Cybercrime techniques go in and out of fashion like everything else — and in that sense, ZeuS is unusual for its longevity. Its success in large part is due to the fact that viruses and Trojans can be easily adapted to take advantage of whatever hot story is in the news — presidential elections, hurricane Sandy — in order to make fraudulent messages and spam emails seem more legitimate to users.

DNSChanger is another popular Trojan horse that operated from 2007-2011. It altered the DNS settings on machines to redirect a victim’s browser to a webpage with ads that earned the scammers affiliate revenue. One prominent DNSChanger crime ring called Rove Digital was busted in Estonia in 2011 following a six-year FBI investigation. During that time, it is estimated the scammers earned around $14 million.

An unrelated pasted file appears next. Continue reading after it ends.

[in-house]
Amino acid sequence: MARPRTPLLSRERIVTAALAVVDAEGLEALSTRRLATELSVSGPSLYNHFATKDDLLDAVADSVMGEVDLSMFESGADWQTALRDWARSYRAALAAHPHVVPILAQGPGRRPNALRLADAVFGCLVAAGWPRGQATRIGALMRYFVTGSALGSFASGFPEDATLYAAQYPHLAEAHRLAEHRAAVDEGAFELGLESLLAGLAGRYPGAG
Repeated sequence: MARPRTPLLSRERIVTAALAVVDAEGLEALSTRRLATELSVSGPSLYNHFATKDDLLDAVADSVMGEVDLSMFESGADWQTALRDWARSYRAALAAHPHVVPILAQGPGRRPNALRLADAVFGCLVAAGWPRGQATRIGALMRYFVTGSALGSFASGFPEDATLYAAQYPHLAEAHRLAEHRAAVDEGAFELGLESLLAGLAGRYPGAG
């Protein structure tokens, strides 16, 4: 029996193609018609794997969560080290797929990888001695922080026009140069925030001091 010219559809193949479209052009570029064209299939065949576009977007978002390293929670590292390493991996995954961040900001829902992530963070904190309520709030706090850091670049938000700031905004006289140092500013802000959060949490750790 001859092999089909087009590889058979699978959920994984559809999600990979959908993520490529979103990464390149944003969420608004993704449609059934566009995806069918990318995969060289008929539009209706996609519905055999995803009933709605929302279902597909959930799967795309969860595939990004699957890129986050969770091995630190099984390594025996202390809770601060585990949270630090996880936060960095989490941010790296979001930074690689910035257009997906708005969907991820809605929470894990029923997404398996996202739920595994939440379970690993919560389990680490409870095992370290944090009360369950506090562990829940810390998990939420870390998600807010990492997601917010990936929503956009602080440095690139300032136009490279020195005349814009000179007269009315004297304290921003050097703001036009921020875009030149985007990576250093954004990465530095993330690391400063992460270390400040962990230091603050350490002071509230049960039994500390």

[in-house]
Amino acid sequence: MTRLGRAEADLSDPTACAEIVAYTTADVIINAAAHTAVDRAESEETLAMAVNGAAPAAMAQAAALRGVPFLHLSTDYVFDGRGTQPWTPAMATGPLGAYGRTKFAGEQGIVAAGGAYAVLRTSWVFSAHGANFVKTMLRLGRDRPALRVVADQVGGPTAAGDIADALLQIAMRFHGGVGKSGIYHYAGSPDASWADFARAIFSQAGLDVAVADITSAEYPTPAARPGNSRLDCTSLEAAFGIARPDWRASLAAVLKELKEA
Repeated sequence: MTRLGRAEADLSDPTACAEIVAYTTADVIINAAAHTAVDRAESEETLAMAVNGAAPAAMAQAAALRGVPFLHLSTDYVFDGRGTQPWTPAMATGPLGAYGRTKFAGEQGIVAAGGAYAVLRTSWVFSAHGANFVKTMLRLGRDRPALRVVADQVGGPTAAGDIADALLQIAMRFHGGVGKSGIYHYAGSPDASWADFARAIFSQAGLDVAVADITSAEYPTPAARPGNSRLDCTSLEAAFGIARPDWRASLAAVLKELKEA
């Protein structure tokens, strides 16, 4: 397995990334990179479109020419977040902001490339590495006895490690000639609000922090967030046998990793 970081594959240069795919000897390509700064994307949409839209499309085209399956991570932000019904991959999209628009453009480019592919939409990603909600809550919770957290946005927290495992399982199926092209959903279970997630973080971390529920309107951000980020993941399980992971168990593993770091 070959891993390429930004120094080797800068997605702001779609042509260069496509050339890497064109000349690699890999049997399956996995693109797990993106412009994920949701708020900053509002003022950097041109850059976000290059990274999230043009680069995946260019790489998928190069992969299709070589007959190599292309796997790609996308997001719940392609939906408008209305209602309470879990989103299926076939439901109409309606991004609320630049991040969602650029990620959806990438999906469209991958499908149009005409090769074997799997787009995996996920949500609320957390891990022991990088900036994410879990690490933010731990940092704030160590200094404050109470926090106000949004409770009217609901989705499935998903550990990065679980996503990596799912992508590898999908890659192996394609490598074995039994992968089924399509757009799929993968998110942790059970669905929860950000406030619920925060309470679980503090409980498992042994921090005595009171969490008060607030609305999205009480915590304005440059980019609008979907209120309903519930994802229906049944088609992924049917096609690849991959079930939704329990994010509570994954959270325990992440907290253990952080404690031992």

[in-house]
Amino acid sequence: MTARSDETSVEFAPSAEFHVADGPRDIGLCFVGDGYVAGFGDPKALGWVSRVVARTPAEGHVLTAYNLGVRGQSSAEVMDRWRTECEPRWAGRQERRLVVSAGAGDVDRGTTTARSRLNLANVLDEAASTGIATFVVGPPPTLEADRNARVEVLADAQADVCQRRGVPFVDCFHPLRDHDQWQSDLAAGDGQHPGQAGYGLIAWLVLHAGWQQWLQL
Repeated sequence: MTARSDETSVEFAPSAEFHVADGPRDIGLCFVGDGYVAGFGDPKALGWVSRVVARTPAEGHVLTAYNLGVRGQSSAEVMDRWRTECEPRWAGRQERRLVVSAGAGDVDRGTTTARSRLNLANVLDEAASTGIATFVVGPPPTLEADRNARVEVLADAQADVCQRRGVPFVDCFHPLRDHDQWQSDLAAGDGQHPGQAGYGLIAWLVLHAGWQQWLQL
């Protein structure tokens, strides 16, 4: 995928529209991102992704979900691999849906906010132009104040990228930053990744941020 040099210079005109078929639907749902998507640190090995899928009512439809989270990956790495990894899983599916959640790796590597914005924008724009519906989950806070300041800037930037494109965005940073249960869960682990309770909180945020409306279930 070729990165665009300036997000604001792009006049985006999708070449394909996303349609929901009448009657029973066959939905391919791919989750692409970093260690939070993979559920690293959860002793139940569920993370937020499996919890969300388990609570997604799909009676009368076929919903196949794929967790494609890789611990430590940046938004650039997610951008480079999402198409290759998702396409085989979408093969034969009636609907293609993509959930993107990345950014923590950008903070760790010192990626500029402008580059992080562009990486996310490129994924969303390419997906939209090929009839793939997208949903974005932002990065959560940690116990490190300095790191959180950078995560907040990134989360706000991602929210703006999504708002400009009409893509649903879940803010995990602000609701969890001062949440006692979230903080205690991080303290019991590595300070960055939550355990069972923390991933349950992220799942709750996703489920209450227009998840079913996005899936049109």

As a result of the bust, the FBI was left with a lot critical web infrastructure on its hands that controlled infected machines, including machines at major organizations. Victim machines could only access the web through the Rove Digital servers. So authorities spent months warning computer users to check their computers for DNSChanger infections so that when the Estonian servers were finally taken offline, it wouldn’t affect the ability of victims to surf the web.

So-called “ransomware” is an example of a more recent cybercrime trend, whereby the victim’s computer is locked down, and the hard drive is encrypted by a remote attacker. All the user sees on the screen is a message that tells them that local law enforcement has detected child pornography or pirated software on their PC. In order to unlock their machine, the message instructs victims to send money to a certain bank account. No payment, no unlocked hard drive.

Some victims who have paid the “fine” actually report getting their information back, says Ferguson. “But you’ve labeled yourself as an easy mark, and there’s no telling if they haven’t left behind a backdoor which will let them come back and try again,” he says.